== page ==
Weekly Assignments

Designs Across Fredericksburg… or My Apartment


Week 6 of ds106 is all about design! To better appreciate and understand the concepts of design I was tasked with finding examples in real life. The design blitz assignment can be found under Complete a DesignBlitz on the week 6 assignments post. Summary: To reinforce your understanding of design principles, you need to undertake a “Design Blitz.” Carry your camera with you this week and take photos of objects, ads, signs, etc. that illustrate at least four of the ten concepts: color, typography, metaphors/symbols, minimalism & use of space, form/function/message, balance, rhythm, proportion, dominance, and unity. Refer to the DesignBlitz resources on the Design Resource page for more information about each of the concepts.

The Work

Due to the pandemic I don’t really leave my apartment; I go to campus 3 times a week and stay in besides that. Today I attempted to take picture on campus for this assignment, but with 30 degree weather my fingers were basically falling off. I settled on taking pictures of items in and around my apartment to complete this assignment. I chose to find images that illustrate color, metaphors & symbols, form/function/message, and typography. The chosen concepts are defined below using the Design Resources definitions.

Images capturing my chosen design concepts:


Color creates mood, draws attention to key elements. Good designs can use bold color or none at all (lack of color or monochrome makes a message too). What colors work well together? What methods of using color are more effective? What do saturate colors say as compared to pastels?

Coffee Poster

This metal poster has a bright red background. The saturation of the color creates a stark contrast between each of the images. If the background were white, black, or cream, it would be extremely hard to distinguish the different aspects of the poster. The red creates a natural outline for the word “Coffee!” and “You can sleep when you’re dead!” Overall, the use of color in this image does not only serve as a background color, but it also creates the poster and its components.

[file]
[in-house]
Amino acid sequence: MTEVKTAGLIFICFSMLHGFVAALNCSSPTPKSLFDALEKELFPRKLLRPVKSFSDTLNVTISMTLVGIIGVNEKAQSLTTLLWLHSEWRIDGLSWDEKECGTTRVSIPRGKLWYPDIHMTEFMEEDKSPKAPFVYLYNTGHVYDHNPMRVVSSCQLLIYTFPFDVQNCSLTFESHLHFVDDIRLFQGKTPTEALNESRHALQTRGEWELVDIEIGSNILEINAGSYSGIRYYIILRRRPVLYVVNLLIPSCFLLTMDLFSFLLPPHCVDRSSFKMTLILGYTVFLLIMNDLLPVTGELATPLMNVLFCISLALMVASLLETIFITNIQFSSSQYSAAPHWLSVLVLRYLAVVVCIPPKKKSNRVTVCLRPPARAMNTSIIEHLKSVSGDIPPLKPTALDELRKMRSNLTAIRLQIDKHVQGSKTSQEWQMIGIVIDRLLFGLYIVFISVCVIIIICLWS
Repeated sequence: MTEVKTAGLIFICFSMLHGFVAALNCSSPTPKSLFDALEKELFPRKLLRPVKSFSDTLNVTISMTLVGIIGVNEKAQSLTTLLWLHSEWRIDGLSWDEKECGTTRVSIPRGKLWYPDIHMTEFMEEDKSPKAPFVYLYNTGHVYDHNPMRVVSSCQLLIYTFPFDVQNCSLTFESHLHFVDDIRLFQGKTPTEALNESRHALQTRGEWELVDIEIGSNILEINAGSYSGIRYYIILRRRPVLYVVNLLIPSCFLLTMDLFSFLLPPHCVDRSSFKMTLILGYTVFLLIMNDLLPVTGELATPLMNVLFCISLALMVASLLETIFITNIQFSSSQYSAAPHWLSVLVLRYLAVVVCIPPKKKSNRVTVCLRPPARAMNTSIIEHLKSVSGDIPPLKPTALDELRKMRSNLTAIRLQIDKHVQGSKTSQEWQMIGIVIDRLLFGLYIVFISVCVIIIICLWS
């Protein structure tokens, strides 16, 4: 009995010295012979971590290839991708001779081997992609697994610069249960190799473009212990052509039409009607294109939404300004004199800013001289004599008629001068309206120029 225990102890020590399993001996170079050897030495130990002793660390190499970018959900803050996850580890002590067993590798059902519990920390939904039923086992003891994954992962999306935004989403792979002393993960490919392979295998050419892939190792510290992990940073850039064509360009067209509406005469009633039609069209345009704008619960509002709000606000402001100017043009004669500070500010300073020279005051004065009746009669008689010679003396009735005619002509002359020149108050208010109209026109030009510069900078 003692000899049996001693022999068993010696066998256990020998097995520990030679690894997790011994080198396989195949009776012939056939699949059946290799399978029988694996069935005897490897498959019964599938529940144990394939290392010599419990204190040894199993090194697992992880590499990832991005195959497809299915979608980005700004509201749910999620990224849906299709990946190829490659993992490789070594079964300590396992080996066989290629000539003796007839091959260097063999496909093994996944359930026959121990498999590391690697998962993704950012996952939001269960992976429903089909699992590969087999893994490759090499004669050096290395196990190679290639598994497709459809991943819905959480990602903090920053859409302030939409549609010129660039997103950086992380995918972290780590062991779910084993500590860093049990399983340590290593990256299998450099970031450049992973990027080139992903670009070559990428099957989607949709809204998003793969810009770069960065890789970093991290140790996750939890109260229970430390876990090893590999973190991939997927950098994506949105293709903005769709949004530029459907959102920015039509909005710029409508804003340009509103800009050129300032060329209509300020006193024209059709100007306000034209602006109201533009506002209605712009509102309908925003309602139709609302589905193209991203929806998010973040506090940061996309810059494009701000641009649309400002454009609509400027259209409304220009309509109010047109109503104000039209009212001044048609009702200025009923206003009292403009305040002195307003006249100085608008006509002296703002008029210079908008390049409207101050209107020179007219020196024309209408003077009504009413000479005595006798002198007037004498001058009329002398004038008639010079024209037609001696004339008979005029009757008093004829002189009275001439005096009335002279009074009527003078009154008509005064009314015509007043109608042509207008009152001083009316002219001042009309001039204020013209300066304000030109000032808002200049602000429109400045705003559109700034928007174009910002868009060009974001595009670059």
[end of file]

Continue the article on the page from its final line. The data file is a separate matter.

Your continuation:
Parking Sign

Metaphors & Symbols

What are best practices for using symbols to represent objects, things, ideas? What works? How can complex ideas be represented in symbols?

At first glance everyone knows that this is a parking sign denoting someone who is in a wheelchair or who is disabled may use. But why? The parking sign does not once state the word handicap. The International Symbol of Access (ISA) in the middle of the sign is a real life symbol we see everyday; Wikipedia states the symbol, “consists of a blue square overlaid in white with a stylized image of a person in a wheelchair.” The design of the symbol is international, meaning no matter where you are the symbol is the same.




How well does design convey its meaning or potential use or real world objects?


I usually hate items that have their name/use on them; these mugs are the only kind of these items I own. The coffee mug has the word “coffee” etched into plain, white ceramic. Although the design is extremely simple, the word is easily readable and a reader instantly knows the use. This is the exact purpose of form/function/message. This mug perfectly exhibits how design can convey it’s real world use.



Typography “is the visual component of the written word” – It is the form in which text is displayed, and the characteristics of the type used- Is san serif always better? why or why not? What do aspects of font weight, style, spacing, kerning have to do with how a message is transmitted and received?

I have a pin on my backpack with the following quote: One person can make a difference and everyone should try.” – John F. Kennedy. It’s a simple square pin with a white background; the word colors change from blue to red line by line. When first analyzing the typography of this pin I was a little confused by the colors. I thought that maybe the specific colors made a secret sentence, but “One can difference everyone try.” and “person make a and should” are not coherent sentences. It then hit me, Red, White, and Blue are the colors of the American flag and JFK was a president! Of course they chose to display his quote in a patriotic manner. Although the colors of the quote don’t directly relate to the words, I thought it was a creative choice to better transmit the message of a US president.

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